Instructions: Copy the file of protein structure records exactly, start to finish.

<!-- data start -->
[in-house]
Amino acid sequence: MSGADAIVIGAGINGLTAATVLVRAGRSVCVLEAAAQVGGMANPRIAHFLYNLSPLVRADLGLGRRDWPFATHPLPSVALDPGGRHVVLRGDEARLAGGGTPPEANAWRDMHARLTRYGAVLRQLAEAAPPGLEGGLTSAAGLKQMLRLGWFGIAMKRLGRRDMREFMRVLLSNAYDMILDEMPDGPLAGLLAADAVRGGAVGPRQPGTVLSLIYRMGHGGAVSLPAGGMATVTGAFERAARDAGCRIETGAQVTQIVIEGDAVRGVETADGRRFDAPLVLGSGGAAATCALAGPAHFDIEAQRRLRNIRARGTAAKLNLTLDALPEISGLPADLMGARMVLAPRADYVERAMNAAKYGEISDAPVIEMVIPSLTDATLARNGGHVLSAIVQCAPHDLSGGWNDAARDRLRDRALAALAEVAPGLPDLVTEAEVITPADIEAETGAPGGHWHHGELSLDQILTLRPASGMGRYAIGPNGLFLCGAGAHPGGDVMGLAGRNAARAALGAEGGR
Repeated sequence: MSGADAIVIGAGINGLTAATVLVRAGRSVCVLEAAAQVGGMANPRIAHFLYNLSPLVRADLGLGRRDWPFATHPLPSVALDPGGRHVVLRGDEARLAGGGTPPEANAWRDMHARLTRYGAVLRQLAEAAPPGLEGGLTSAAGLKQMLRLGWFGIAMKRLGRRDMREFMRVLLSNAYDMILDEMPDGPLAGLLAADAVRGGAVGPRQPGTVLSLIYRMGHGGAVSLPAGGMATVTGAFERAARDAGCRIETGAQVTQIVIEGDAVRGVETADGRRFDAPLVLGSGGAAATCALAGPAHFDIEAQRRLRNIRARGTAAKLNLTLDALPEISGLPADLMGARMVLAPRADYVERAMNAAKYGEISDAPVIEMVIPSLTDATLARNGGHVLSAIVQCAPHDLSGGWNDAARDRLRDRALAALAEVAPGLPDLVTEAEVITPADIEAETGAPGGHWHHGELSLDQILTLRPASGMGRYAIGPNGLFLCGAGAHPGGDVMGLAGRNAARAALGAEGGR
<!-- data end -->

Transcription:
[in-house]
Amino acid sequence: MSGADAIVIGAGINGLTAATVLVRAGRSVCVLEAAAQVGGMANPRIAHFLYNLSPLVRADLGLGRRDWPFATHPLPSVALDPGGRHVVLRGDEARLAGGGTPPEANAWRDMHARLTRYGAVLRQLAEAAPPGLEGGLTSAAGLKQMLRLGWFGIAMKRLGRRDMREFMRVLLSNAYDMILDEMPDGPLAGLLAADAVRGGAVGPRQPGTVLSLIYRMGHGGAVSLPAGGMATVTGAFERAARDAGCRIETGAQVTQIVIEGDAVRGVETADGRRFDAPLVLGSGGAAATCALAGPAHFDIEAQRRLRNIRARGTAAKLNLTLDALPEISGLPADLMGARMVLAPRADYVERAMNAAKYGEISDAPVIEMVIPSLTDATLARNGGHVLSAIVQCAPHDLSGGWNDAARDRLRDRALAALAEVAPGLPDLVTEAEVITPADIEAETGAPGGHWHHGELSLDQILTLRPASGMGRYAIGPNGLFLCGAGAHPGGDVMGLAGRNAARAALGAEGGR
Repeated sequence: MSGADAIVIGAGINGLTAATVLVRAGRSVCVLEAAAQVGGMANPRIAHFLYNLSPLVRADLGLGRRDWPFATHPLPSVALDPGGRHVVLRGDEARLAGGGTPPEANAWRDMHARLTRYGAVLRQLAEAAPPGLEGGLTSAAGLKQMLRLGWFGIAMKRLGRRDMREFMRVLLSNAYDMILDEMPDGPLAGLLAADAVRGGAVGPRQPGTVLSLIYRMGHGGAVSLPAGGMATVTGAFERAARDAGCRIETGAQVTQIVIEGDAVRGVETADGRRFDAPLVLGSGGAAATCALAGPAHFDIEAQRRLRNIRARGTAAKLNLTLDALPEISGLPADLMGARMVLAPRADYVERAMNAAKYGEISDAPVIEMVIPSLTDATLARNGGHVLSAIVQCAPHDLSGGWNDAARDRLRDRALAALAEVAPGLPDLVTEAEVITPADIEAETGAPGGHWHHGELSLDQILTLRPASGMGRYAIGPNGLFLCGAGAHPGGDVMGLAGRNAARAALGAEGGR